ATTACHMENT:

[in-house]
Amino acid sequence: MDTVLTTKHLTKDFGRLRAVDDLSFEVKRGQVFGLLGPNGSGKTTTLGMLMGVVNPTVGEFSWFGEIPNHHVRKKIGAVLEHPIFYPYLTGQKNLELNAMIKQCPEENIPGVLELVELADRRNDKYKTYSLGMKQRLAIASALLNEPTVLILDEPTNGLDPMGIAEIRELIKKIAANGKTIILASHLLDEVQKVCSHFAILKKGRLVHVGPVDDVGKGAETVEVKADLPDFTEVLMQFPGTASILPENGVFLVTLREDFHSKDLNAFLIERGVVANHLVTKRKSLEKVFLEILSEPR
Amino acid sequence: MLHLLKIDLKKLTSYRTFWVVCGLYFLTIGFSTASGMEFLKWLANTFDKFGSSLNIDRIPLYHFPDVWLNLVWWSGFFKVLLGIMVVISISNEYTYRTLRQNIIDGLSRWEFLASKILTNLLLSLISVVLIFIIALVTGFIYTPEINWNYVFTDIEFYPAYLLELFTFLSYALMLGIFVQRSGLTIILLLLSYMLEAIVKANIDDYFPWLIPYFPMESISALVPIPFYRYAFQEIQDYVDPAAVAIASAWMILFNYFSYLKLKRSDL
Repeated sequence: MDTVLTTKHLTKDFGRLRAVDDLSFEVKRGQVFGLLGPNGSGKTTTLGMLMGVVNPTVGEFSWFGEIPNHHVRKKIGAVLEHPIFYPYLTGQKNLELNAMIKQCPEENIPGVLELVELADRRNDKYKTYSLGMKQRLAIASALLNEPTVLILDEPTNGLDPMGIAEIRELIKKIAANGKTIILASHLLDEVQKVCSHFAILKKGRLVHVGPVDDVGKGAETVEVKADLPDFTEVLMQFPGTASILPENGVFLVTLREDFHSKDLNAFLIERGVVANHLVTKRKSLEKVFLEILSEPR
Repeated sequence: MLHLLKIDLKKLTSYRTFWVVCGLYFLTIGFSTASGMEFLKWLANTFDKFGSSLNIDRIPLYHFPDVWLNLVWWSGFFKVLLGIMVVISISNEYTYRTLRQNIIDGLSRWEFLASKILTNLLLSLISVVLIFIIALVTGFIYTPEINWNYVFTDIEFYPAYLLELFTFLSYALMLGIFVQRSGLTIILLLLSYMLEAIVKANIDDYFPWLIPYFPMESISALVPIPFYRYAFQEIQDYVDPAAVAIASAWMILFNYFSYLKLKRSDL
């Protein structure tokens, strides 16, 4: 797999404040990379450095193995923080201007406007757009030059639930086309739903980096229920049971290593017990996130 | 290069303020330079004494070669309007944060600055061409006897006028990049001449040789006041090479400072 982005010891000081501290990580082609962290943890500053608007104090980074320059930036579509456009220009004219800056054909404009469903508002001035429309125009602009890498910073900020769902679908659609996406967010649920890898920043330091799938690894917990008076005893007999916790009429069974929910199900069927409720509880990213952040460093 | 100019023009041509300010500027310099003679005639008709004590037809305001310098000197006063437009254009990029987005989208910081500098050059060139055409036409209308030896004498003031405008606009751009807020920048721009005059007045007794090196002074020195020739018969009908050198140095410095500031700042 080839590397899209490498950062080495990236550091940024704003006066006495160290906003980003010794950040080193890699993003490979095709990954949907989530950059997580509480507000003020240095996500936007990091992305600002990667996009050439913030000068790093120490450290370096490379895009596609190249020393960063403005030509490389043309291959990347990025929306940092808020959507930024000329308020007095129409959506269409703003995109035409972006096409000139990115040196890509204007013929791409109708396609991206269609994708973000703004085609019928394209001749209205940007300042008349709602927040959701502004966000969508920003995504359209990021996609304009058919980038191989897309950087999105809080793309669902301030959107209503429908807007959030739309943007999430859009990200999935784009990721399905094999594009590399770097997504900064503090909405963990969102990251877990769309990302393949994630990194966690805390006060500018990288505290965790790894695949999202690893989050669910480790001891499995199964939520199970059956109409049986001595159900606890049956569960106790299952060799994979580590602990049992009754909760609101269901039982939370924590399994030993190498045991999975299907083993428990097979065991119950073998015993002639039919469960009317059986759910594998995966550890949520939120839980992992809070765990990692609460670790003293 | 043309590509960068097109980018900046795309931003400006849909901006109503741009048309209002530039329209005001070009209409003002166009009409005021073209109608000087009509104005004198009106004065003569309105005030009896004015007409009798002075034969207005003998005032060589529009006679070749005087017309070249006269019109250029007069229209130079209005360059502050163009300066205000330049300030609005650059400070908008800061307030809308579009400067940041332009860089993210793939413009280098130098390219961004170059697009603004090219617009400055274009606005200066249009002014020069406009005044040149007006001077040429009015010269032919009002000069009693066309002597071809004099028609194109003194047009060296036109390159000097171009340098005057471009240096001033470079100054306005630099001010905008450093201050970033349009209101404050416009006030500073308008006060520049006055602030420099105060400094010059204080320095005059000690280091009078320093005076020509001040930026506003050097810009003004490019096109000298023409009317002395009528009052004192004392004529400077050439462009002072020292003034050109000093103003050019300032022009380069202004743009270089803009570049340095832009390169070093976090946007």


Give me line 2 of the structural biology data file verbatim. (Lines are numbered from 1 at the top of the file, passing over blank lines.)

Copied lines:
Amino acid sequence: MDTVLTTKHLTKDFGRLRAVDDLSFEVKRGQVFGLLGPNGSGKTTTLGMLMGVVNPTVGEFSWFGEIPNHHVRKKIGAVLEHPIFYPYLTGQKNLELNAMIKQCPEENIPGVLELVELADRRNDKYKTYSLGMKQRLAIASALLNEPTVLILDEPTNGLDPMGIAEIRELIKKIAANGKTIILASHLLDEVQKVCSHFAILKKGRLVHVGPVDDVGKGAETVEVKADLPDFTEVLMQFPGTASILPENGVFLVTLREDFHSKDLNAFLIERGVVANHLVTKRKSLEKVFLEILSEPR